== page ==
Final step: Burundi closes down UN office

December 7, 2018

FILE - In this Tuesday, April 28, 2015, file photo, Burundi riot police detain a man suspected of throwing stones during clashes in the Musaga district of Bujumbura, Burundi. The United Nations human rights office on Thursday, Dec. 6, 2018, said Burundi's government has asked it to leave, months after the outgoing U.N. rights chief called the country one of the "most prolific slaughterhouses of humans in recent times." (AP Photo/Jerome Delay/File)

Having reported on 4 December about Burundi in the 3rd Committee of the General Assembly (“Burundi made several attempts to stop the Commission of Inquiry on Burundi from presenting its report to the Third Committee. When these were foiled, in a repeat of what happened last year, the Burundian Ambassador took the floor to abuse Commission members.  ….” and in the light of its history with UN investigations – see inter alia: https://humanrightsdefenders.blog/2018/10/26/burundi-outrageously-attacks-united-nations-team/), it hardly comes as a surprise that Burundi’s government has asked the UN to leave completely. (Associated Press reporting on 6 December 2018).

Spokeswoman Ravina Shamdasani in Geneva confirmed they received a letter on Wednesday “requesting us to close the office. We of course regret this decision and we would like to continue our cooperation with Burundi.” Anonymous sources within the U.N. office in Burundi told Associated Press they were given two months to leave.

The East African nation’s government has long been angered by U.N. reports describing alleged abuses amid the political turmoil since President Pierre Nkurunziza decided to run for another term in 2015. More than 1,200 people have been killed since then, the U.N. says, and ICC judges authorized an investigation into allegations of state-sponsored crimes including murder, rape and torture — a decision unaffected by Burundi’s withdrawal from the court. Outgoing U.N. High Commissioner Zeid Ra’ad al-Hussein early 2018 said Burundi was among “some of the most prolific slaughterhouses of humans in recent times.”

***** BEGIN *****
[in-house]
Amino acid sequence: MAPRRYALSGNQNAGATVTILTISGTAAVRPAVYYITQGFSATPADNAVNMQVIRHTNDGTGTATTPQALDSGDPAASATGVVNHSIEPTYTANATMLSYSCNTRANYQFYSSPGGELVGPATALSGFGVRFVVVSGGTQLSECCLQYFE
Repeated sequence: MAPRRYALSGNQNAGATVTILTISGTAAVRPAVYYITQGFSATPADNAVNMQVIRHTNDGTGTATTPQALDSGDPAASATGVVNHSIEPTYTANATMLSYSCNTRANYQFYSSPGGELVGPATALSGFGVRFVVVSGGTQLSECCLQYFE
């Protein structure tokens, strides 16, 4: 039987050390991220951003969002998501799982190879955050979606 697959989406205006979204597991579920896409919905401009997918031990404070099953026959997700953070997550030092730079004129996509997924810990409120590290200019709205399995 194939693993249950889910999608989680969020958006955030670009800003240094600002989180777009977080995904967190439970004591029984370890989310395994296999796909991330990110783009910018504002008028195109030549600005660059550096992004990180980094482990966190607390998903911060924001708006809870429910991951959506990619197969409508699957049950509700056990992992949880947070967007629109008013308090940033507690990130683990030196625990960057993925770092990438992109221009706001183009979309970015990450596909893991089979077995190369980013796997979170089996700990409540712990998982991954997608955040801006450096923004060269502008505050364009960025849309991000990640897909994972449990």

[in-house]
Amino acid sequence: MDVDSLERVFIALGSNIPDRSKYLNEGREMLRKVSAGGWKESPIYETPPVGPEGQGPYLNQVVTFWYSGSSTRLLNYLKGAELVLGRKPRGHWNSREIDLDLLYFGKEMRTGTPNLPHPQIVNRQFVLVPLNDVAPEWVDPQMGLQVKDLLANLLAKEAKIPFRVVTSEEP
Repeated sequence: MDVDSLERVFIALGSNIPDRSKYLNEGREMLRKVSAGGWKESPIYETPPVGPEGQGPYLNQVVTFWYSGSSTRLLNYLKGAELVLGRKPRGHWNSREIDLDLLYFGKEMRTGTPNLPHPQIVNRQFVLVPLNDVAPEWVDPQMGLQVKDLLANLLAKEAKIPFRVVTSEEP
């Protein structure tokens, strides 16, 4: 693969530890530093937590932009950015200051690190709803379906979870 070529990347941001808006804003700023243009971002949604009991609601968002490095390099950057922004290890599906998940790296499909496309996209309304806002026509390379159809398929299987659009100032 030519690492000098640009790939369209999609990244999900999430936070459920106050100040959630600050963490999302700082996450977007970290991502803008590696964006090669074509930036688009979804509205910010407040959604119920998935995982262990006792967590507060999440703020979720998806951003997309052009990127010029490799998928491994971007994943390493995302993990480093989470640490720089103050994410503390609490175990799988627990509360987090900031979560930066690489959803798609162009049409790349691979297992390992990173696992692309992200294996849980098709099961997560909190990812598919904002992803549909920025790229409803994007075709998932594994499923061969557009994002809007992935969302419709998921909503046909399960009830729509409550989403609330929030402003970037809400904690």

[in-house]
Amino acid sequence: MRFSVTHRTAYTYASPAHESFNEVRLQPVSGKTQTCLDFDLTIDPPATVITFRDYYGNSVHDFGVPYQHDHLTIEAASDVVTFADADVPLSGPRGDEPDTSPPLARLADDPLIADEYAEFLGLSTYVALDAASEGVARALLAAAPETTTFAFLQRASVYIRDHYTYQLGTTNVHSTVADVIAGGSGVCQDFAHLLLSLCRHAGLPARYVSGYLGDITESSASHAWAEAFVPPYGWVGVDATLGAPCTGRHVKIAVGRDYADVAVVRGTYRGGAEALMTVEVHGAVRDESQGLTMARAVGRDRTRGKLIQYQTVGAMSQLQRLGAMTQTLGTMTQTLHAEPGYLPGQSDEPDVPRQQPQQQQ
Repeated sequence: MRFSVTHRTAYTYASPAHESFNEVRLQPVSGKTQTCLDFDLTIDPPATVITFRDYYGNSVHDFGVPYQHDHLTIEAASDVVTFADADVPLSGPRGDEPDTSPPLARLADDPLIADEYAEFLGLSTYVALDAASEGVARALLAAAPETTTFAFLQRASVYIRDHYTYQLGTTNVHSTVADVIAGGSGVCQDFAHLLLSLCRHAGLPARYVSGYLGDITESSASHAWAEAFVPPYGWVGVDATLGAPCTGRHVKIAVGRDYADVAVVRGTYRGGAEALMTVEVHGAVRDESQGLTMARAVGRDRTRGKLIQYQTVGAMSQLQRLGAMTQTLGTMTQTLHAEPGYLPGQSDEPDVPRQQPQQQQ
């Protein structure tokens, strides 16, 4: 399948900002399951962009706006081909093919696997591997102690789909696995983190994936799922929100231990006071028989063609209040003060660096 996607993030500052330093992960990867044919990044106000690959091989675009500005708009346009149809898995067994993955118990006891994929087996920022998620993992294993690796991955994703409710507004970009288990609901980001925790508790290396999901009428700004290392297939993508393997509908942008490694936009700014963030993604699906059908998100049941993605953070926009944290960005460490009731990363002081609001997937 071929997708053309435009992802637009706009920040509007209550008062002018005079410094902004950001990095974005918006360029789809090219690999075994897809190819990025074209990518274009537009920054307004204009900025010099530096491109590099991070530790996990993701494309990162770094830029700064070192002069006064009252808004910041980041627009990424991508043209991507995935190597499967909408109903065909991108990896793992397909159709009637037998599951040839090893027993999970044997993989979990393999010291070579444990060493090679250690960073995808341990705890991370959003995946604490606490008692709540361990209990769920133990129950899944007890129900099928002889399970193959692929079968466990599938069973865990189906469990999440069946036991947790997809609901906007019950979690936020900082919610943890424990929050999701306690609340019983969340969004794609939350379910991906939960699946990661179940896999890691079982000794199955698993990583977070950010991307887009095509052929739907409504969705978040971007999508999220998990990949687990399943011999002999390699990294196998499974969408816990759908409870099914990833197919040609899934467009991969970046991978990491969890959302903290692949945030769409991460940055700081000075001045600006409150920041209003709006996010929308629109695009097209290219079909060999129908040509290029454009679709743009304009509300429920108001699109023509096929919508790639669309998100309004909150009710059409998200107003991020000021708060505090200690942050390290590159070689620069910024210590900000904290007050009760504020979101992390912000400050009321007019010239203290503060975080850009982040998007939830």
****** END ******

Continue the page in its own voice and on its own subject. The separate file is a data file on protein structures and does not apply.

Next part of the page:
Burundi suspended its cooperation with the U.N. rights office in October 2016, accusing it of “complicity with coup plotters and Burundi’s enemies” after a report alleged the “involvement of the regime in systematic abuses and a risk of genocide.” In December 2017, the government shut four regional offices of the U.N. rights office in the country. And a team of experts mandated by the U.N. Human Rights Council to look into possible abuses was expelled in May despite Burundi’s agreement to cooperate.

Burundi’s foreign minister, Ezechiel Nibigira, on Thursday called a press conference on the issue but then postponed it, telling reporters that “We will communicate you when we are well prepared.” Rachel Nicholson, the Burundi researcher for Amnesty International, called the news “deeply disappointing” and called on the government to reverse its decision. Having refused to cooperate with a U.N. commission of inquiry or sign a memorandum of understanding with African Union monitors, the government is again trying to block independent monitoring, Nicholson said. “But the truth will still get out.”

https://www.wral.com/un-rights-office-burundi-s-government-has-asked-us-to-leave/18043826/

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